What composers did you sing?

“Oh, Boulez, Nono, Hindemith. With Nono, I had mostly to speak, not to sing. García Lorca!” (Ludwig is referring to Luigi Nono’s Tre epitaffi per Federico García Lorca.)

Ludwig is the child of a singer — two singers, actually, two professional singers (a tenor and a mezzo-soprano). She had a child, with Walter Berry, her first husband. (The late Berry was a famed Austrian bass-baritone.)

“My son didn’t want to be an opera singer,” says Ludwig, “but he had a wonderful voice — like my husband, my first husband.” He did not want to do what was necessary to be an opera singer. He became a composer, writing several German musicals. He also married and had a son of his own.

“My son said, ‘I don’t want my son to be raised the way I was raised, with my parents never there.’ So, the family is the chief point. That’s it.”

Ludwig’s mother, Eugenie Besalla, was her first singing teacher, and her only singing teacher, really. Was this an advantage — strictly an advantage? Was there any resentment, at any level?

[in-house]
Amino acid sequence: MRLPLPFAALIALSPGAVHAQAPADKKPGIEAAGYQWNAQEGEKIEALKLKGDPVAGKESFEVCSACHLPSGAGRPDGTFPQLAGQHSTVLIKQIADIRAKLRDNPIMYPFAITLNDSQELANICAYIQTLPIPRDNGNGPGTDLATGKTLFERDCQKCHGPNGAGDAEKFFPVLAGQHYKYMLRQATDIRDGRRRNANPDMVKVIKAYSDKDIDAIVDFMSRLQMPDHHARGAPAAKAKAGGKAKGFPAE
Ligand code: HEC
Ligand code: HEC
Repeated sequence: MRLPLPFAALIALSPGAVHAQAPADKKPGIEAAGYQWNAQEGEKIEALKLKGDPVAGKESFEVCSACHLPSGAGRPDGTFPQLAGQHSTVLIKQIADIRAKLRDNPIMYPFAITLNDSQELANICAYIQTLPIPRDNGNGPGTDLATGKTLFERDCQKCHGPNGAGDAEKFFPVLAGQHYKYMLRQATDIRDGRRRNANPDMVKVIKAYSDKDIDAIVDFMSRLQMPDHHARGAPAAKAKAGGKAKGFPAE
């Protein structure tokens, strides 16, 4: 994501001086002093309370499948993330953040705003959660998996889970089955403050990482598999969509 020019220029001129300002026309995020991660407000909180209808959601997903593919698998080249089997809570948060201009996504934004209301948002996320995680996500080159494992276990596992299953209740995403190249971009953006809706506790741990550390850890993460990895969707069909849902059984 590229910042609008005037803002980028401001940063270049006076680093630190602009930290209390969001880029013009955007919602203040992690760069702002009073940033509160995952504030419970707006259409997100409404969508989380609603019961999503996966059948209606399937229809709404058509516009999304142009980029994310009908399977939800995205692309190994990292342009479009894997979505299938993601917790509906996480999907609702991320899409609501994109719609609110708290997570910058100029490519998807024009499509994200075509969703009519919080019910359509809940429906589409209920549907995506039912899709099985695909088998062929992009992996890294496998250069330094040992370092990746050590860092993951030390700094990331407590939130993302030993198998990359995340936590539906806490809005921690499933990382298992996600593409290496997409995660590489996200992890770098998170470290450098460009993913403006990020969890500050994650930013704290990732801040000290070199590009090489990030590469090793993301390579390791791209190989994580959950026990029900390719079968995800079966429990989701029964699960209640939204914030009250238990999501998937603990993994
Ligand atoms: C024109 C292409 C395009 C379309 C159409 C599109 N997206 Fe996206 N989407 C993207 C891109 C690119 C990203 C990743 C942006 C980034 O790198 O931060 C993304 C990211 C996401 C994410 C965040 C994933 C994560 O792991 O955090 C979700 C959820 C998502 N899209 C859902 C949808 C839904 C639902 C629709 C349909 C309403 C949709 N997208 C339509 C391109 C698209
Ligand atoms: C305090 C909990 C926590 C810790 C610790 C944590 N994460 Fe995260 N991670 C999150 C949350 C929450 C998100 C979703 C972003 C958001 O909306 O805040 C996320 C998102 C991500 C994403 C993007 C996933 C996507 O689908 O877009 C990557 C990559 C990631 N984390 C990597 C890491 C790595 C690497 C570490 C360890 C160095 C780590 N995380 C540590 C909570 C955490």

“Well, it didn’t cost money! It was wonderful, fantastic, and she was very good.”

At one juncture, Ludwig wasn’t sure whether she was a soprano or a mezzo-soprano. “Mezzo-sopranos are in between. We have not very good high notes and not very good low notes. Only a little bit in the middle.”

I laugh at this, because Ludwig had, of course, great high notes and great low notes.

Anyway, Ludwig consulted a famous older singer whom she had heard on the radio, and whose technique she admired — a Kammersängerin (master singer, essentially). Ludwig sang for this lady an aria from Aida (soprano) “and something else” (she can’t remember). And the Kammersängerin agreed with Ludwig’s mother: Christa was a mezzo.